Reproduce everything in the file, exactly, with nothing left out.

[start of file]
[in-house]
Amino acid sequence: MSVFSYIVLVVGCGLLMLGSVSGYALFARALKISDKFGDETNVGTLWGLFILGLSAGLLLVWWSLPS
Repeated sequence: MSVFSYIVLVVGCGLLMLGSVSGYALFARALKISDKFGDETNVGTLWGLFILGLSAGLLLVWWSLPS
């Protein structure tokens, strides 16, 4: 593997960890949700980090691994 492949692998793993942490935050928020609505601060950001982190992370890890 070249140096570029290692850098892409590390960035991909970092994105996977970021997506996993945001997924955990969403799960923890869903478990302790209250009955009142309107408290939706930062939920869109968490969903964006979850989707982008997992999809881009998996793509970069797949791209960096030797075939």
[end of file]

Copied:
[in-house]
Amino acid sequence: MSVFSYIVLVVGCGLLMLGSVSGYALFARALKISDKFGDETNVGTLWGLFILGLSAGLLLVWWSLPS
Repeated sequence: MSVFSYIVLVVGCGLLMLGSVSGYALFARALKISDKFGDETNVGTLWGLFILGLSAGLLLVWWSLPS
């Protein structure tokens, strides 16, 4: 593997960890949700980090691994 492949692998793993942490935050928020609505601060950001982190992370890890 070249140096570029290692850098892409590390960035991909970092994105996977970021997506996993945001997924955990969403799960923890869903478990302790209250009955009142309107408290939706930062939920869109968490969903964006979850989707982008997992999809881009998996793509970069797949791209960096030797075939």